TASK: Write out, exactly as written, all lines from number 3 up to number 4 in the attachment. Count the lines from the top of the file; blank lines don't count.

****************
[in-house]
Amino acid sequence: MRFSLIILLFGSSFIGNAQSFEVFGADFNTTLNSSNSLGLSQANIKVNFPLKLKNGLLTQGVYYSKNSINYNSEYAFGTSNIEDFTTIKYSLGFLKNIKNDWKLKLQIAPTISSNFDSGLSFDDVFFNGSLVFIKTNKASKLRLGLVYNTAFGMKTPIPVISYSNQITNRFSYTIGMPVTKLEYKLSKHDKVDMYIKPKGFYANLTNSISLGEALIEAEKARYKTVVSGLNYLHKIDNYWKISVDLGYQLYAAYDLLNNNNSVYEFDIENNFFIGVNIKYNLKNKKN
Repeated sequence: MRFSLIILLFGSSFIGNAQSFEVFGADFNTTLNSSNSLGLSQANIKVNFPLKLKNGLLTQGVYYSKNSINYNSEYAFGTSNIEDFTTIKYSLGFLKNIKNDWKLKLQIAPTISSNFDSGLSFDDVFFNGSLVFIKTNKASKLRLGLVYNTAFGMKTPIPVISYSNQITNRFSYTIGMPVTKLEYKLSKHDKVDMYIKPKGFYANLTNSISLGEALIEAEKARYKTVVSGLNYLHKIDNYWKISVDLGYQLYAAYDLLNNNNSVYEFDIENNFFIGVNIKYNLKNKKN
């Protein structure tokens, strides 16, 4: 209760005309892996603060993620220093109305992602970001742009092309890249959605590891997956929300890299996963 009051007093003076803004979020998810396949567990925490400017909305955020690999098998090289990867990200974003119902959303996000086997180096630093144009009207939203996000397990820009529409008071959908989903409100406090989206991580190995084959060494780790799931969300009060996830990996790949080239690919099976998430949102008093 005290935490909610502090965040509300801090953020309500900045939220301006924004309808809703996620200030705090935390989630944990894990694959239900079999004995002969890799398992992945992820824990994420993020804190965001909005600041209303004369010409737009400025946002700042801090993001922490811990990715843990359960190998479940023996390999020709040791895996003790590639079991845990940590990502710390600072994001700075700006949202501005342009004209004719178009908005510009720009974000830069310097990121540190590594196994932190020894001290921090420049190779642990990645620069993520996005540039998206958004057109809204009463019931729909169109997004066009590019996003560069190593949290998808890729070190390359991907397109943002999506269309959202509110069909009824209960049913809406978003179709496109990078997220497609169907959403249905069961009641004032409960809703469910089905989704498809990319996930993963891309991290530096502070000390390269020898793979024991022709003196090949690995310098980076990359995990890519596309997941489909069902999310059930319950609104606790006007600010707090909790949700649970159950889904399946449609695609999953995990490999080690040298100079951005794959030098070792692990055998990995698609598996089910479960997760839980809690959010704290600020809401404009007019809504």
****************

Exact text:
Repeated sequence: MRFSLIILLFGSSFIGNAQSFEVFGADFNTTLNSSNSLGLSQANIKVNFPLKLKNGLLTQGVYYSKNSINYNSEYAFGTSNIEDFTTIKYSLGFLKNIKNDWKLKLQIAPTISSNFDSGLSFDDVFFNGSLVFIKTNKASKLRLGLVYNTAFGMKTPIPVISYSNQITNRFSYTIGMPVTKLEYKLSKHDKVDMYIKPKGFYANLTNSISLGEALIEAEKARYKTVVSGLNYLHKIDNYWKISVDLGYQLYAAYDLLNNNNSVYEFDIENNFFIGVNIKYNLKNKKN
């Protein structure tokens, strides 16, 4: 209760005309892996603060993620220093109305992602970001742009092309890249959605590891997956929300890299996963 009051007093003076803004979020998810396949567990925490400017909305955020690999098998090289990867990200974003119902959303996000086997180096630093144009009207939203996000397990820009529409008071959908989903409100406090989206991580190995084959060494780790799931969300009060996830990996790949080239690919099976998430949102008093 005290935490909610502090965040509300801090953020309500900045939220301006924004309808809703996620200030705090935390989630944990894990694959239900079999004995002969890799398992992945992820824990994420993020804190965001909005600041209303004369010409737009400025946002700042801090993001922490811990990715843990359960190998479940023996390999020709040791895996003790590639079991845990940590990502710390600072994001700075700006949202501005342009004209004719178009908005510009720009974000830069310097990121540190590594196994932190020894001290921090420049190779642990990645620069993520996005540039998206958004057109809204009463019931729909169109997004066009590019996003560069190593949290998808890729070190390359991907397109943002999506269309959202509110069909009824209960049913809406978003179709496109990078997220497609169907959403249905069961009641004032409960809703469910089905989704498809990319996930993963891309991290530096502070000390390269020898793979024991022709003196090949690995310098980076990359995990890519596309997941489909069902999310059930319950609104606790006007600010707090909790949700649970159950889904399946449609695609999953995990490999080690040298100079951005794959030098070792692990055998990995698609598996089910479960997760839980809690959010704290600020809401404009007019809504």